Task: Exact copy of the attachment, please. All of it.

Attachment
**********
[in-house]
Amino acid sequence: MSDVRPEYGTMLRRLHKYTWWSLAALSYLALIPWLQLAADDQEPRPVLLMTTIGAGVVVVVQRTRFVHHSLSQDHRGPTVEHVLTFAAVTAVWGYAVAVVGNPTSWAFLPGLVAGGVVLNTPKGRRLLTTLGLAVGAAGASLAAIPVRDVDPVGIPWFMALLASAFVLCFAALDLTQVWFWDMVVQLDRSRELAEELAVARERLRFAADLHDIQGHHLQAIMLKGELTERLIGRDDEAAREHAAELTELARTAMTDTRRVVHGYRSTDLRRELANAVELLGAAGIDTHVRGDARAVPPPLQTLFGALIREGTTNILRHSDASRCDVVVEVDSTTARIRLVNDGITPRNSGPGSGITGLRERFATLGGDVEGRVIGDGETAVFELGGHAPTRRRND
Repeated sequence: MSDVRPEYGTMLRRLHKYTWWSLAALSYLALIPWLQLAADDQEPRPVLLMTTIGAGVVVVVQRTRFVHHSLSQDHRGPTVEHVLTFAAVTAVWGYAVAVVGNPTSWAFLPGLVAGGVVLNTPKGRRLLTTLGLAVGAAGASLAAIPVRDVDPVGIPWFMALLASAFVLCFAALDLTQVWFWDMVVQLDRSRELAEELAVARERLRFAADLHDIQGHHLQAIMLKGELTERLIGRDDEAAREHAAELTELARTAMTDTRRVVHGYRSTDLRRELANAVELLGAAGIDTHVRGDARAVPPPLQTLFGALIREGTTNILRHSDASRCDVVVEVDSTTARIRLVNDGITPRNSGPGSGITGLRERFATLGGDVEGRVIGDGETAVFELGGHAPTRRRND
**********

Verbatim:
[in-house]
Amino acid sequence: MSDVRPEYGTMLRRLHKYTWWSLAALSYLALIPWLQLAADDQEPRPVLLMTTIGAGVVVVVQRTRFVHHSLSQDHRGPTVEHVLTFAAVTAVWGYAVAVVGNPTSWAFLPGLVAGGVVLNTPKGRRLLTTLGLAVGAAGASLAAIPVRDVDPVGIPWFMALLASAFVLCFAALDLTQVWFWDMVVQLDRSRELAEELAVARERLRFAADLHDIQGHHLQAIMLKGELTERLIGRDDEAAREHAAELTELARTAMTDTRRVVHGYRSTDLRRELANAVELLGAAGIDTHVRGDARAVPPPLQTLFGALIREGTTNILRHSDASRCDVVVEVDSTTARIRLVNDGITPRNSGPGSGITGLRERFATLGGDVEGRVIGDGETAVFELGGHAPTRRRND
Repeated sequence: MSDVRPEYGTMLRRLHKYTWWSLAALSYLALIPWLQLAADDQEPRPVLLMTTIGAGVVVVVQRTRFVHHSLSQDHRGPTVEHVLTFAAVTAVWGYAVAVVGNPTSWAFLPGLVAGGVVLNTPKGRRLLTTLGLAVGAAGASLAAIPVRDVDPVGIPWFMALLASAFVLCFAALDLTQVWFWDMVVQLDRSRELAEELAVARERLRFAADLHDIQGHHLQAIMLKGELTERLIGRDDEAAREHAAELTELARTAMTDTRRVVHGYRSTDLRRELANAVELLGAAGIDTHVRGDARAVPPPLQTLFGALIREGTTNILRHSDASRCDVVVEVDSTTARIRLVNDGITPRNSGPGSGITGLRERFATLGGDVEGRVIGDGETAVFELGGHAPTRRRND